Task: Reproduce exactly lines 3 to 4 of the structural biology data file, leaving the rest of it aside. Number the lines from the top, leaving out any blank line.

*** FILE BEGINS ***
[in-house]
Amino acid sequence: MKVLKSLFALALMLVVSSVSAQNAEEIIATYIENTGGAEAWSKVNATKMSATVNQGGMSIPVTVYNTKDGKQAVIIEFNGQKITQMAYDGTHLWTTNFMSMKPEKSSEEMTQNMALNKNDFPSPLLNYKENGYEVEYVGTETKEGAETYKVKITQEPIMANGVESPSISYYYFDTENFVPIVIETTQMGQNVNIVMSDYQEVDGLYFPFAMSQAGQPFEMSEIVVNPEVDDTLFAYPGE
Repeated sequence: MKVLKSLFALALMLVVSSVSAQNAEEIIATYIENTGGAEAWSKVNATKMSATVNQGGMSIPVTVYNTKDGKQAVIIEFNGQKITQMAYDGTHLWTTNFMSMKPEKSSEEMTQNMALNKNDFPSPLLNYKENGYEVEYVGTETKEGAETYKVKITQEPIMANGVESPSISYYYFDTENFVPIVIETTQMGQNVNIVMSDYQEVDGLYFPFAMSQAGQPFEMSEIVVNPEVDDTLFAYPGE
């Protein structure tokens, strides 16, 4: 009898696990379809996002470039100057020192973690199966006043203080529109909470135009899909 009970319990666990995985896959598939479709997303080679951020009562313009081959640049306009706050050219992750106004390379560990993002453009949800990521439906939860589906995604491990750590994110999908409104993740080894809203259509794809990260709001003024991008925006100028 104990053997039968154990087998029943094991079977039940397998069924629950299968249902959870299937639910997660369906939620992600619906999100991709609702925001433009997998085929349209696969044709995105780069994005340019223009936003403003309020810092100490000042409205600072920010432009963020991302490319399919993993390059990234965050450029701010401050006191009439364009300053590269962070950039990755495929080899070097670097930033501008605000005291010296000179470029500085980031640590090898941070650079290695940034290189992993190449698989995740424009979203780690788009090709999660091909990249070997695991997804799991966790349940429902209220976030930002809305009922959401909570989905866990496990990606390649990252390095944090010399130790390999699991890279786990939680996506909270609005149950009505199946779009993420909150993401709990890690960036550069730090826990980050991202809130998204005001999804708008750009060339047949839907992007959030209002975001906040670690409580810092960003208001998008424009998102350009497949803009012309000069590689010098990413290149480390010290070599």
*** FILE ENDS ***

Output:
Repeated sequence: MKVLKSLFALALMLVVSSVSAQNAEEIIATYIENTGGAEAWSKVNATKMSATVNQGGMSIPVTVYNTKDGKQAVIIEFNGQKITQMAYDGTHLWTTNFMSMKPEKSSEEMTQNMALNKNDFPSPLLNYKENGYEVEYVGTETKEGAETYKVKITQEPIMANGVESPSISYYYFDTENFVPIVIETTQMGQNVNIVMSDYQEVDGLYFPFAMSQAGQPFEMSEIVVNPEVDDTLFAYPGE
């Protein structure tokens, strides 16, 4: 009898696990379809996002470039100057020192973690199966006043203080529109909470135009899909 009970319990666990995985896959598939479709997303080679951020009562313009081959640049306009706050050219992750106004390379560990993002453009949800990521439906939860589906995604491990750590994110999908409104993740080894809203259509794809990260709001003024991008925006100028 104990053997039968154990087998029943094991079977039940397998069924629950299968249902959870299937639910997660369906939620992600619906999100991709609702925001433009997998085929349209696969044709995105780069994005340019223009936003403003309020810092100490000042409205600072920010432009963020991302490319399919993993390059990234965050450029701010401050006191009439364009300053590269962070950039990755495929080899070097670097930033501008605000005291010296000179470029500085980031640590090898941070650079290695940034290189992993190449698989995740424009979203780690788009090709999660091909990249070997695991997804799991966790349940429902209220976030930002809305009922959401909570989905866990496990990606390649990252390095944090010399130790390999699991890279786990939680996506909270609005149950009505199946779009993420909150993401709990890690960036550069730090826990980050991202809130998204005001999804708008750009060339047949839907992007959030209002975001906040670690409580810092960003208001998008424009998102350009497949803009012309000069590689010098990413290149480390010290070599």